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  • Bernd Geiger

What is meant by active ontologies?

What is meant by active ontologies?

Active ontologies do not only contain structure elements to describe relations between entities, but also elements that change the ontology or start a functional process if an entity or relation in the ontology changes. This is done fully automatically within an execution framework (in the case of semafora the inference engine OntoBroker) and therefore one does not need external programming languages to process the ontology, as it is the case e.g. with OWL using Jena.

The work is done by logic functions following the pattern already used by the first successful logic language Prolog: a collection of facts (the body) implies new facts (the head). The formula always looks like this:

head :- body

whenever something in the body changes, this automatically results in a change of the head. Changes in the body can be caused by many things, for example:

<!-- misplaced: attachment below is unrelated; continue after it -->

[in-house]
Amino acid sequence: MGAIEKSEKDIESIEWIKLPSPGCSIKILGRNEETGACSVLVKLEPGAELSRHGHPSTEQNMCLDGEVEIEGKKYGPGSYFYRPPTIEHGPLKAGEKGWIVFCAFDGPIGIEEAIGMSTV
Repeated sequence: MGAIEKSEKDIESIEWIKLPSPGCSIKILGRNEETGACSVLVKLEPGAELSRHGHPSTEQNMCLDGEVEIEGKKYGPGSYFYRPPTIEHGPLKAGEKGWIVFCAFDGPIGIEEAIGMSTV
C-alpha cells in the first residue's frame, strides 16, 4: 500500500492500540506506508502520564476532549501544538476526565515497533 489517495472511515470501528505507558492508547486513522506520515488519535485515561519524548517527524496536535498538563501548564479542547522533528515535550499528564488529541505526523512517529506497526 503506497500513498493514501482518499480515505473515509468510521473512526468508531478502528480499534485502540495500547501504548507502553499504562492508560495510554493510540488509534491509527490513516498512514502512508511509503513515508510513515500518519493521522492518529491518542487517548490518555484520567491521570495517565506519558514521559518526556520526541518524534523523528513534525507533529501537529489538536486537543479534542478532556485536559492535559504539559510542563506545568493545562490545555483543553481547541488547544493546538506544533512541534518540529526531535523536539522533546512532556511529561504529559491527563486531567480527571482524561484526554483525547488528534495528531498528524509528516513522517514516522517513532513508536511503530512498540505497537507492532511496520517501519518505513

• Sensor data from an IoT network

  • Inventory from a connected database

  • Change in the schema of the ontology

  • Time of day

The implications can be numerous, from an alarm email that a functional process has processed to a self-learning ontology that eliminates, for example: relations with too little weighting. There are now 2 levels of an active ontology:

  • First degree (temporary): the implication of the facts in the body exist only as long as the facts exist,

  • second degree (persistent): the implication of the facts in the body exist permanently (as long as they are not changed again by other mechanisms).

Active ontologies are therefore, among many other practical advantages, also ideally suited to enable precise and explainable (causal) machine learning from data sources where no mass data is available for learning.